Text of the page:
dreaminsanity: THE MARTIAN, the Oscar’s, and Rational Thought

Image of Mars, http://mars.nasa.gov/multimedia/images/?ImageID=6453
Image of Mars, http://mars.nasa.gov/multimedia/images/?ImageID=6453

I watched The Martian last night for the first time. After reading the book by Andy Weir a couple months ago, I was excited to see what Hollywood would do with such a detail-rich and well-researched story. They glossed over most of the super-scientific information (understandably so) to get to the heart of the human interest story of an astronaut lost on Mars, and the NASA scientists and astronauts trying to bring him home.

The movie was really well done, and even knowing the ending I found myself sharing the anxiety and stress and emotional conclusion with the characters. I don’t know if it’s Oscar-worthy. Granted, I’ve only seen three of the big Oscar films for tonight’s awards (Mad Max: Fury RoadThe Revenant, and The Martian), but I think The Revenant is a much more remarkable achievement of cinematic storytelling. I also think DiCaprio’s role as Hugh Glass in that film is more deserving of the Best Actor award. Matt Damon’s role as Mark Watney in The Martian was convincing, but it did not seem like he had to try too hard. Most of his on-screen dialogue was spoken into a webcam to a global audience, whereas DiCaprio’s pained grunts and expressions were directed at no one at all.

Anyway, this is the first year in a long time that I’ve seen more than one or two of the big Oscar films in time for the ceremony, so I actually feel slightly invested in who wins the major categories. That being said, I won’t be live-tweeting the event, or even watching it. Mainly because I have writing to do, and I also don’t have a Twitter account. Because I despise Twitter. Because Twitter is the bane of all rational thought.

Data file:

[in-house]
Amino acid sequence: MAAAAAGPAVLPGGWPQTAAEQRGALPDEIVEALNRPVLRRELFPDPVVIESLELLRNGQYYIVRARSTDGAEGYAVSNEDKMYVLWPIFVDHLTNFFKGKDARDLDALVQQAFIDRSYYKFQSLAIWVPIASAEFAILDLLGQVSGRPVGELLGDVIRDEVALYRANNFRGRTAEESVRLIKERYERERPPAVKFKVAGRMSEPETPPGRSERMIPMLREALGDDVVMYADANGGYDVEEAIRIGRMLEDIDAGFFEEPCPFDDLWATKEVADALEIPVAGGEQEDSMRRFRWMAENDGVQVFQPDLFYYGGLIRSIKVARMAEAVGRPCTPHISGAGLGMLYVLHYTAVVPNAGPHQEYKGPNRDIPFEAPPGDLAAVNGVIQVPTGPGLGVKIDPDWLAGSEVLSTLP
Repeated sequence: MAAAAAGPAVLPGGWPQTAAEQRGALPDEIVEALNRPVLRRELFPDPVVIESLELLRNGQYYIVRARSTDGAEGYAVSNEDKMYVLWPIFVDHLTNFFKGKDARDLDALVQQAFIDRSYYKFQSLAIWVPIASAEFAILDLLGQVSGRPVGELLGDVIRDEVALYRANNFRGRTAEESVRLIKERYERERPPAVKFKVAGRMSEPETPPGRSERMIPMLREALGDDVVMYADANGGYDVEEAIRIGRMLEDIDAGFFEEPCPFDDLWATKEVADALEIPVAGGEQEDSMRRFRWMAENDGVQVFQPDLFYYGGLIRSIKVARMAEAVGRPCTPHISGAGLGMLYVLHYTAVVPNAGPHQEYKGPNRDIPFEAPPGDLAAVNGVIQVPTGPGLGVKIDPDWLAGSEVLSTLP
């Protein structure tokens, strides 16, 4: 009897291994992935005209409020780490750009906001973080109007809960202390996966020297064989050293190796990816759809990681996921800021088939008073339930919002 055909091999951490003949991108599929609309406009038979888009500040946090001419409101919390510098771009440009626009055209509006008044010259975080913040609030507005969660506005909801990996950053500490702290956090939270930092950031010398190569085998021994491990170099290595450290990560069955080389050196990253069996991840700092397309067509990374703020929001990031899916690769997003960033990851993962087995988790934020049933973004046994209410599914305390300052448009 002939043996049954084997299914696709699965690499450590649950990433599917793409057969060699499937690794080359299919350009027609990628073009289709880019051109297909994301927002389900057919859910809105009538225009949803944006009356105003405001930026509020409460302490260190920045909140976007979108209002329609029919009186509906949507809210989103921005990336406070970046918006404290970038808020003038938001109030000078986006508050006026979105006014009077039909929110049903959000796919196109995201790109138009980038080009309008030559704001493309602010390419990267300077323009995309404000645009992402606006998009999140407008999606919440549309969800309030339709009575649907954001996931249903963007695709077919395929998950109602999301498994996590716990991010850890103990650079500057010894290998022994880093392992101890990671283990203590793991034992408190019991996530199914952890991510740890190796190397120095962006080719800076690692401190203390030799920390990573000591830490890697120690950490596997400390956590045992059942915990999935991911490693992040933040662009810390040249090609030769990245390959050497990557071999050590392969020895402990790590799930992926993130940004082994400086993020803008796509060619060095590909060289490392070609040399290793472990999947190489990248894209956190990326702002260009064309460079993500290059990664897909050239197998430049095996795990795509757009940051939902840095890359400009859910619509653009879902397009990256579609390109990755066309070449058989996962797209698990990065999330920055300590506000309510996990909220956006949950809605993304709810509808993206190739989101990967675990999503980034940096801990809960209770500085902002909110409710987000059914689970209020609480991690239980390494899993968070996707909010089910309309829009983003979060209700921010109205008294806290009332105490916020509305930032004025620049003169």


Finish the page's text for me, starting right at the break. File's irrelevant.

Which reminds me… what the fuck, B.o.B.? I just found out that B.o.B., a rapper whose first album I greatly enjoyed, spent much of January 25 tweeting about how he refuses to believe that the earth is round. His ranting escalated to the point that Neil DeGrasse Tyson got involved. I’m not getting into the gritty details. I just want to point this out as an example of why a digital megaphone like Twitter can be a bad thing. Because some moronic rapper can claim that the earth is flat, and 8,000 people can favorite his Tweet, ostensibly agreeing with him, and ultimately perpetuating a very nasty habit we have developed as a society.

Due to the unprecedented dissemination of information and ideas through the Internet, we seem to have confused rational thought with the notion that because more than five people agree with you, you must make a valid point. Now, people can choose to believe whatever they want. They can also spout those beliefs and find other people who believe the same things. But belief does not equate truth. You have the right to your opinions. You also absolutely have the right to question anything you learn or hear. But an opinion, when proven wrong by hard evidence, is just plain wrong. Ignoring the evidence does not make your opinion valid. It just makes you a fucking moron.

Social media in general has given the collective us the impression that rational thought is defeated by belief. The appropriate response to a rational argument, to evidence, is to reconsider your position. What we typically get is more yelling, more “theories”. I would never advocate for requiring an intelligence test to have access to something like social media, but shit like this makes me think twice.

Instead of basking in the achievements of the scientific community, like the detection of gravitational waves, we have people who are handed a megaphone and given the opportunity to deny everything we have collectively learned about our existence over hundreds of years of scientific questioning and research, simply because they don’t believe it.

I’m pretty sure most Flat-Earthers could be taken into space and given a view of Earth from their shuttles, and still try to claim that it’s some form of government conspiracy. Morons.

I take consolation in the fact that these people are most certainly in the minority, and that real scientists like Neil DeGrasse Tyson and Andy Weir can still give me an overwhelming sense of awe about the universe, even if The Martian is a fictional story.

Steve D

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